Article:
The solution: The first thing to do is to calm the child. Hold him, hug him, try to divert his attention from whatever is the issue at hand. A mother needs to understand a child’s emotional control pattern just as she understands his food or sleep pattern. If the child is trying to hit you, don’t hit back as the child will learn to hit back as well.
The child refuses to eat
It takes hours and an infinite amount of patience to chase him around the house and make him eat.
The solution: Check three things — the nature of the food (Is it for example, a tasteless khichdi?), the presentation of the food (Why else do kids love the smiley sandwiches from McDonald’s and not the ones you make at home?) and the care-giver (Is the person feeding her making him rush through the meal while doing something else herself?) An irritable care-giver might take out his irritation on the child. If the child is engrossed in watching TV, parents should be careful that he does not end up over-eating. Make a note of the time when he finishes a meal. Many parents complain that when they try to feed a child after the prescribed gap of three hours, he refuses to look at the food. If he finished eating only two hours ago then it is normal not to be hungry so soon.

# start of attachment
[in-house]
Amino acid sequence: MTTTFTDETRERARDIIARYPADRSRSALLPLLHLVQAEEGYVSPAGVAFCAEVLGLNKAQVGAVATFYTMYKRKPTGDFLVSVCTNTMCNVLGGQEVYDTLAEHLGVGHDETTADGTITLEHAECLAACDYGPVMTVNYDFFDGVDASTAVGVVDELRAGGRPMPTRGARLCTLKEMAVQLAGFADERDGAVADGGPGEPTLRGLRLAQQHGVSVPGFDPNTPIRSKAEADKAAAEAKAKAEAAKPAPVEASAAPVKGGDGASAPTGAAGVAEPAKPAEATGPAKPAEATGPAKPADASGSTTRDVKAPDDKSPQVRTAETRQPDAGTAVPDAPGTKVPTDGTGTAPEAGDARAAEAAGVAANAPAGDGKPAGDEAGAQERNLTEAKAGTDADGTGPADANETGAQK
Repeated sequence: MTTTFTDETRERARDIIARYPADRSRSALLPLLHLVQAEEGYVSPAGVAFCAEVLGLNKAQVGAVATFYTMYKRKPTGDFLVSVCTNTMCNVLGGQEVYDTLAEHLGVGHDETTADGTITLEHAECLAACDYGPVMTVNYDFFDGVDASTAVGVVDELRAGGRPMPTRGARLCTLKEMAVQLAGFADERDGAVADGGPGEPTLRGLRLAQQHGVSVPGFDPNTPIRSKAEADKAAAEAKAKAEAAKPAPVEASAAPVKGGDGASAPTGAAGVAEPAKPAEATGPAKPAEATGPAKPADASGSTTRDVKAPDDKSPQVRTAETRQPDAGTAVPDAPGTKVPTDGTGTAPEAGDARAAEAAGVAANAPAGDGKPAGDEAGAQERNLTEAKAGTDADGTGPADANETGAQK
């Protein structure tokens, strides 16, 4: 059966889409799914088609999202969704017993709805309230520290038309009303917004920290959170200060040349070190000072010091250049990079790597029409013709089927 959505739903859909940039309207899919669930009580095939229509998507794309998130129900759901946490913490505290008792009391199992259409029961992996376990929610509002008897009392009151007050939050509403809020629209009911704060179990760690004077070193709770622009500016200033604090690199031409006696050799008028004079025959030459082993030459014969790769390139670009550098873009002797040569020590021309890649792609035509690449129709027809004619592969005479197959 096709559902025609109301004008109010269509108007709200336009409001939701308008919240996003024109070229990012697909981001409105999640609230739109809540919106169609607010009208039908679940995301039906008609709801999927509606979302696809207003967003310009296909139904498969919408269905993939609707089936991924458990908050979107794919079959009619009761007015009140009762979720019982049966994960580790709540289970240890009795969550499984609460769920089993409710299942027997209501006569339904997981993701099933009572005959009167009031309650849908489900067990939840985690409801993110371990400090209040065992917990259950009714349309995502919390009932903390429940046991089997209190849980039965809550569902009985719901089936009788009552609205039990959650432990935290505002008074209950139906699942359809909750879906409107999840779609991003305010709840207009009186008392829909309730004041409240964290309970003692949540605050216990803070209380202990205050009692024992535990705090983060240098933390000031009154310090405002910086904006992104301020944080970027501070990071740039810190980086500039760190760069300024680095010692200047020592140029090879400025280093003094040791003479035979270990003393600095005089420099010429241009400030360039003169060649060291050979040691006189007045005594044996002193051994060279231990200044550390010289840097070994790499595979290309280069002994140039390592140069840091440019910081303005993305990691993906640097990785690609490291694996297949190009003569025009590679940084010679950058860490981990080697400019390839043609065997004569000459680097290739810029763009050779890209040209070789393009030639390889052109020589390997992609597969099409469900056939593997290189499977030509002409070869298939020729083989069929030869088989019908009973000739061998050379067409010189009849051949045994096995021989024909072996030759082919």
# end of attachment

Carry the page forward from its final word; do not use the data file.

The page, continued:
The child refuses to go to school
The child throws a tantrum at the time of going to school and on being dragged there, howls so much in class that teachers complain.
The solution: Many schools have introduced the practice of a parent accompanying the kid to school for the first week. To get a child used to leaving a familiar environment and spending time with strangers, take him to school a few days before classes begin. Walk into his classroom and tell him this would be where he would make many friends. Show him the school bag, water bottle and tiffin box and tell him he would use all these when he starts going to school. These incentives would make him look forward to the school-going experience. If a child comes back from school faking a stomach ache, do not let him watch TV or give him his favourite food. Sick bed should mean no TV. He should earn these treats through good behaviour in school.
The child demands prizes for doing even his daily chores
Do not make him used to materialistic prizes. The child is clever to exploit the situation. Give him hand-drawn stars or smileys. If he accumulates a number of them in a day, he can get a hug from the mother.